I have been managing index annuity portfolios since those contracts became available in the mid 90’s. Generally, the contracts’ crediting methods are easier to explain than they are to illustrate. For example, the typical “point to point” crediting method using the S&P index can be explained as: Take the carrier’s portfolio rate of return, deduct 2 points for the company and apply the balance to the purchase of “call” options on the S&P. At the end of the period, exercise the option and credit the gain to the contract or allow the option to lapse and credit the contract with zero. In other words, the underlying financial transaction(s) required to implement the crediting strategy may be described or simulated with simple “options” or “futures” contracts. (The caps, fees, and/or participation rates are the adjustments required to conform the “price” of the option contract(s) with the available option budget, i.e., the current yield on the carrier’s portfolio or new money rates of return).

    The “look back” strategy you reviewed is not unique to NWL. It has shown up elsewhere (ING, North American . . .). But, it is always difficult to explain because the underlying financial transactions required to implement the strategy are obscure.

    Now, my question: Can you explain or suggest what may be the underlying financial transactions by which a “look back” crediting stragey is implemented by the carriers that offer them to their contract holders?

    /s/ Andy

    • Jason

      Hi Andy,

      Thanks for the compliments and checking out my blog.

      You are correct – illustrating this (or many other) annuity contracts is not easy. Simple explanations usually work well, but I really think potential investors should always get a really good idea of what to reasonably expect before making the commitment.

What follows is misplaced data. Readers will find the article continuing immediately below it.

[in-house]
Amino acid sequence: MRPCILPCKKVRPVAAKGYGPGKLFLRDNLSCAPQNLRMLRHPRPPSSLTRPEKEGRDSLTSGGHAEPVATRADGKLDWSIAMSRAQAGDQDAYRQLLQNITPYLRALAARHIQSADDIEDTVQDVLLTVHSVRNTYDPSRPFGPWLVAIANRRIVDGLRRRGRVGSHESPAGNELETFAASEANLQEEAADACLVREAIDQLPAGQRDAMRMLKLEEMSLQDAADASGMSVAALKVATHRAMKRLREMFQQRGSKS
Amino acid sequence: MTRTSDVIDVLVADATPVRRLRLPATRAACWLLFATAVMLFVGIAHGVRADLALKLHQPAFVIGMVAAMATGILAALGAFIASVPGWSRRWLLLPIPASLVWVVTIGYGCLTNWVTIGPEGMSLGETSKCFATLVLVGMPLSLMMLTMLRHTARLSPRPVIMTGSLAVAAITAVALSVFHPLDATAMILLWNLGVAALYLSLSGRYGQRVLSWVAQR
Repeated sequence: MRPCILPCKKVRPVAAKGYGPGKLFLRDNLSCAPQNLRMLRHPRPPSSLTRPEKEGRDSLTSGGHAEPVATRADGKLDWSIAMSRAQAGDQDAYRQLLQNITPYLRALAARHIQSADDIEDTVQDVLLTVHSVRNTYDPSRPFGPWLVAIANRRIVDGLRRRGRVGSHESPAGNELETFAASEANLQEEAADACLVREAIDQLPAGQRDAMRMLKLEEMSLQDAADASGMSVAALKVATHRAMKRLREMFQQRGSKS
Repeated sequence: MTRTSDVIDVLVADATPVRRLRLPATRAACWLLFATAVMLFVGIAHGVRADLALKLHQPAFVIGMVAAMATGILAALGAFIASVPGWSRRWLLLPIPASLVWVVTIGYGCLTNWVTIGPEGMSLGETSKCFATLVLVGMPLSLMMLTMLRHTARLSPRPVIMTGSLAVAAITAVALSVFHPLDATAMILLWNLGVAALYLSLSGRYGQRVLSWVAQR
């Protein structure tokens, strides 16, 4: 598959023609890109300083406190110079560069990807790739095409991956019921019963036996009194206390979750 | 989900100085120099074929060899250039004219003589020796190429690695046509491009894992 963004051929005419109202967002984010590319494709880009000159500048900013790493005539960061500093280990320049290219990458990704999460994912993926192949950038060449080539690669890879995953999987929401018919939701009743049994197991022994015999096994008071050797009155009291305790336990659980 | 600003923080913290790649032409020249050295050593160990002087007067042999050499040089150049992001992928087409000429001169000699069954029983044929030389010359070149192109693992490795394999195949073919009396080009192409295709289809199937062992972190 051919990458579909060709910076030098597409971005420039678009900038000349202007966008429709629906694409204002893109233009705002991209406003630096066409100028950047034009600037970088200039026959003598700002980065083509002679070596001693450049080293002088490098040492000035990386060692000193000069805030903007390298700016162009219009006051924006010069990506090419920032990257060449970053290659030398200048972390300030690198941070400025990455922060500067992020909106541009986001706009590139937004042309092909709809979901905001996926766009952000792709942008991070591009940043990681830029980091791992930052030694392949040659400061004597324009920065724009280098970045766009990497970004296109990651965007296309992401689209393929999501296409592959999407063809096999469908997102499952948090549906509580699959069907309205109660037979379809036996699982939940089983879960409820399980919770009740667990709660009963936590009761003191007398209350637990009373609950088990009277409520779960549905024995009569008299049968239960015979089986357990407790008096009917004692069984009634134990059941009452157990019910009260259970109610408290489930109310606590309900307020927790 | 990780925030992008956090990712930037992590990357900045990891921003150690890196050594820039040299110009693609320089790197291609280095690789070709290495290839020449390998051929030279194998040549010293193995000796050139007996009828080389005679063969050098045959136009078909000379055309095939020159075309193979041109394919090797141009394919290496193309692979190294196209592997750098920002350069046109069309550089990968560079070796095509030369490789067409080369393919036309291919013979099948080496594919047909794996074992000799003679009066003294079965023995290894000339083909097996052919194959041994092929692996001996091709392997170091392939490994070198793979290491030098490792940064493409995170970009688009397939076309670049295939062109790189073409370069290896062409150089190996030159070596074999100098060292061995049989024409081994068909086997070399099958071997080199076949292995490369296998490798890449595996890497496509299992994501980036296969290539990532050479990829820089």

As for the underlying financial transactions, it’s really quite simple.

      If you look at how insurance companies manage the money annuity investors give them, you’ll find most of the money goes into highly rated bonds or mortgage notes. There is a very small portion that is used in derivatives (futures contracts, namely) which helps them protect against a rapidly rising market. Those derivatives generally come into play if the market goes up substantially and index annuity contracts have larger interest credits than what the bond portfolios produce in interest.

      Simply put, the insurance company invests into a mostly conservative bond type portfolio. If they earn 5%, they take their operating margin (usually around 30%) and credit the balance to annuity holders. So really it doesn’t matter how exotic the crediting method is, the insurance company can’t pay out more than they earn. Since rates are quite low right now, caps are subsequently low. This means most annuity holders should not expect real returns more than a 2-4% per year. If the annuities pay out more than the insurance company earns, well, you can probably figure out what will happen.

      I hope this helps, and thanks again for the well thought out comment.

      Best,

      Jason

  • billy

    Awesome video. thanks